The typical Airedales will be more than happy to please you, so long as there is nothing more pressing in the environment such as a chipmunk, other dog or food. Although they are an extremely loyal breed, they are also avid hunters that are likely to chase small animals if they get the chance. A naturally lively breed, that tends to make an excellent house dog, they can become very rowdy or destructive if the owner fails to provide enough daily mental and physical exercise.
Owning an Airedale Terrier, be it for a pet or for show takes a commitment to grooming on the part of the owner. The Airedale has a broken coat which will require regular hand stripping to maintain the harsh, wiry topcoat if the intent is on showing. This is an extremely tedious, monotonous, arduous and time consuming task. For this reason the majority of owners that do not show their Airedales will have them clipped short. While it is true that regular clipping will tend to ruin the coat in that it will soften and fade over time, it is considerably more easy than hand stripping the entire dog with a serrated edged groomers knife.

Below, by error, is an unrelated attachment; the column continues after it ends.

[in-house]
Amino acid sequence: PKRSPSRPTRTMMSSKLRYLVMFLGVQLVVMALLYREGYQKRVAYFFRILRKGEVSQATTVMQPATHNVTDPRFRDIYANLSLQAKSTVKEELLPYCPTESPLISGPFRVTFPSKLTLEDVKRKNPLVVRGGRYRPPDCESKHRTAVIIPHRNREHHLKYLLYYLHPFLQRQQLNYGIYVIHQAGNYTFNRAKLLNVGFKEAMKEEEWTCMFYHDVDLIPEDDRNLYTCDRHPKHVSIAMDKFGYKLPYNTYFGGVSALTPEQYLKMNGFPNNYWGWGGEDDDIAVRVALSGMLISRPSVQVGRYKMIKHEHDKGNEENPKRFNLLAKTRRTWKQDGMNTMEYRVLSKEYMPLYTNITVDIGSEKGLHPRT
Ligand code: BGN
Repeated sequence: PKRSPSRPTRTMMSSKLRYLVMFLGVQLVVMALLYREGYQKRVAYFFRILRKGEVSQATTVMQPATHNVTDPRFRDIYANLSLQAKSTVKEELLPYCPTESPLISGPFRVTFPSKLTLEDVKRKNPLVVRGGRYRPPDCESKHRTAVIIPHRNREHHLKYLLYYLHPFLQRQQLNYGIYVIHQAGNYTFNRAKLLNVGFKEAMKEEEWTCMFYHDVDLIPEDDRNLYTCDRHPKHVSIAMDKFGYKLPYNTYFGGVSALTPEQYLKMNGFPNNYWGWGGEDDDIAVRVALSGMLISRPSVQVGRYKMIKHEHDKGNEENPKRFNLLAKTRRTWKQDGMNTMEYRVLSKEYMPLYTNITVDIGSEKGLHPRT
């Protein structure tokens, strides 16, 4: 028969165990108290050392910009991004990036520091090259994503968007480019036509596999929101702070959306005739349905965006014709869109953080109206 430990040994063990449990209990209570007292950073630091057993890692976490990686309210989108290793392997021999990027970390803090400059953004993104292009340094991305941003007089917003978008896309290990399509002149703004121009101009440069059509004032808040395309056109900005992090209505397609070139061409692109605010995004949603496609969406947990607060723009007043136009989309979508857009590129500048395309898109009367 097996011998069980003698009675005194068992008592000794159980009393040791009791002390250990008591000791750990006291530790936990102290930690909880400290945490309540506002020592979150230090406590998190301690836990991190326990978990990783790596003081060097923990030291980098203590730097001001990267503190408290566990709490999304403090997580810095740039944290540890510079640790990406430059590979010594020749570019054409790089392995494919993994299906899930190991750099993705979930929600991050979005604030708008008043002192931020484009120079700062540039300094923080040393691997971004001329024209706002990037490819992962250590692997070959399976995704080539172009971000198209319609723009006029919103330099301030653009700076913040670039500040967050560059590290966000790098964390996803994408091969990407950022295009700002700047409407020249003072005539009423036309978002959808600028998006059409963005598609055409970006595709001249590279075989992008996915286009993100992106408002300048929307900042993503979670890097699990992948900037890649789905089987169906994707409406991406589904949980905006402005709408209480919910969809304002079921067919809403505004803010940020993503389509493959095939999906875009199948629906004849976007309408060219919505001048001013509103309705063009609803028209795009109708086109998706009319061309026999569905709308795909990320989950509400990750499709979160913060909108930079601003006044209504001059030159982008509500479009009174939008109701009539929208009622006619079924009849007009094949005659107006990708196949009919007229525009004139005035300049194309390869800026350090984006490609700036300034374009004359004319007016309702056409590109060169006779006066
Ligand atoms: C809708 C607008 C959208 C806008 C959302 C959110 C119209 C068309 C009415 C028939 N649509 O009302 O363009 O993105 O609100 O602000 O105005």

Broken-coated breeds such as the Airedale do not shed their coats in the same manner as smooth coated breeds, thus they are less likely to cause issues for people that are prone to dog allergies. The soft undercoat needs to be brushed fairly often, and the more often it is brushed the less shedding will occur. The beard tends to collect dirt, food, and other grime and should be washed and cleaned with regularity.
Typically a very hardy breed, the average lifespan of an Airedale is about 11.5 years, which is in line with other breeds of similar size. As with all purebred dogs the propensity for congenital defects and health related issues is a reality. Most commonly the Airedale falls victim to various forms of cancer, in a study conducted by the Kennel Club (United Kingdom) the leading causes of death for Airedales were as follows: cancer (39.5%), old age (14%), urologic (9%), cardiac (7%).
Other healthy issues known to be associated with the breed include: